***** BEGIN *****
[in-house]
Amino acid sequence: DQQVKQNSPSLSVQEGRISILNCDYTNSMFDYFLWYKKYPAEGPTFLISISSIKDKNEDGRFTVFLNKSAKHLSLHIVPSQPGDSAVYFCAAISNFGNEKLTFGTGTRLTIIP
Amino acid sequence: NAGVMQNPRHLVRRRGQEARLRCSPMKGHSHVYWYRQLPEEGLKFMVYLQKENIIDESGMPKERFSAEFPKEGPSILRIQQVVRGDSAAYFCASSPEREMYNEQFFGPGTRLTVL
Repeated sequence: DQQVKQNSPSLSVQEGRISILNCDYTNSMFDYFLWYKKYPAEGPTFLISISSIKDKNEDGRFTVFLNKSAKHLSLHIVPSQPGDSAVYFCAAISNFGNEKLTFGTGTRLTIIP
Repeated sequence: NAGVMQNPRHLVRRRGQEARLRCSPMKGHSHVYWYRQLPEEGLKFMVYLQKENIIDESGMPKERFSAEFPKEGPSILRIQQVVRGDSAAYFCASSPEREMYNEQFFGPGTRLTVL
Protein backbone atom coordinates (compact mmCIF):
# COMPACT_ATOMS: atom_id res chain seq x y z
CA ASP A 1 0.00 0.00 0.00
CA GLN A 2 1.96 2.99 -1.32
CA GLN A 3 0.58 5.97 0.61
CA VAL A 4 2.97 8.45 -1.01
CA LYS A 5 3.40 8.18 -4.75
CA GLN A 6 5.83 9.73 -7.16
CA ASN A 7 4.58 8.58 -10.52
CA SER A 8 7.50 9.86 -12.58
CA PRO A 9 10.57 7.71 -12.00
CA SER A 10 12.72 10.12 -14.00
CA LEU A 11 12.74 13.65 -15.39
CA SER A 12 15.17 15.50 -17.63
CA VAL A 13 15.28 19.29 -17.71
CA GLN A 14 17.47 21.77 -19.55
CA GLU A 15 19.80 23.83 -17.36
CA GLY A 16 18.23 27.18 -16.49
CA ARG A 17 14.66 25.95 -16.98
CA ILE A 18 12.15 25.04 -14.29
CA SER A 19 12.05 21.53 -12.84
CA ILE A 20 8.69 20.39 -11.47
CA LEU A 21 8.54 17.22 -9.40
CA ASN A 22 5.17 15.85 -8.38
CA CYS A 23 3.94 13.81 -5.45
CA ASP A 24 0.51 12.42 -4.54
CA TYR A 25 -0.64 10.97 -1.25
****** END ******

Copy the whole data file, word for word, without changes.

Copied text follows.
[in-house]
Amino acid sequence: DQQVKQNSPSLSVQEGRISILNCDYTNSMFDYFLWYKKYPAEGPTFLISISSIKDKNEDGRFTVFLNKSAKHLSLHIVPSQPGDSAVYFCAAISNFGNEKLTFGTGTRLTIIP
Amino acid sequence: NAGVMQNPRHLVRRRGQEARLRCSPMKGHSHVYWYRQLPEEGLKFMVYLQKENIIDESGMPKERFSAEFPKEGPSILRIQQVVRGDSAAYFCASSPEREMYNEQFFGPGTRLTVL
Repeated sequence: DQQVKQNSPSLSVQEGRISILNCDYTNSMFDYFLWYKKYPAEGPTFLISISSIKDKNEDGRFTVFLNKSAKHLSLHIVPSQPGDSAVYFCAAISNFGNEKLTFGTGTRLTIIP
Repeated sequence: NAGVMQNPRHLVRRRGQEARLRCSPMKGHSHVYWYRQLPEEGLKFMVYLQKENIIDESGMPKERFSAEFPKEGPSILRIQQVVRGDSAAYFCASSPEREMYNEQFFGPGTRLTVL
Protein backbone atom coordinates (compact mmCIF):
# COMPACT_ATOMS: atom_id res chain seq x y z
CA ASP A 1 0.00 0.00 0.00
CA GLN A 2 1.96 2.99 -1.32
CA GLN A 3 0.58 5.97 0.61
CA VAL A 4 2.97 8.45 -1.01
CA LYS A 5 3.40 8.18 -4.75
CA GLN A 6 5.83 9.73 -7.16
CA ASN A 7 4.58 8.58 -10.52
CA SER A 8 7.50 9.86 -12.58
CA PRO A 9 10.57 7.71 -12.00
CA SER A 10 12.72 10.12 -14.00
CA LEU A 11 12.74 13.65 -15.39
CA SER A 12 15.17 15.50 -17.63
CA VAL A 13 15.28 19.29 -17.71
CA GLN A 14 17.47 21.77 -19.55
CA GLU A 15 19.80 23.83 -17.36
CA GLY A 16 18.23 27.18 -16.49
CA ARG A 17 14.66 25.95 -16.98
CA ILE A 18 12.15 25.04 -14.29
CA SER A 19 12.05 21.53 -12.84
CA ILE A 20 8.69 20.39 -11.47
CA LEU A 21 8.54 17.22 -9.40
CA ASN A 22 5.17 15.85 -8.38
CA CYS A 23 3.94 13.81 -5.45
CA ASP A 24 0.51 12.42 -4.54
CA TYR A 25 -0.64 10.97 -1.25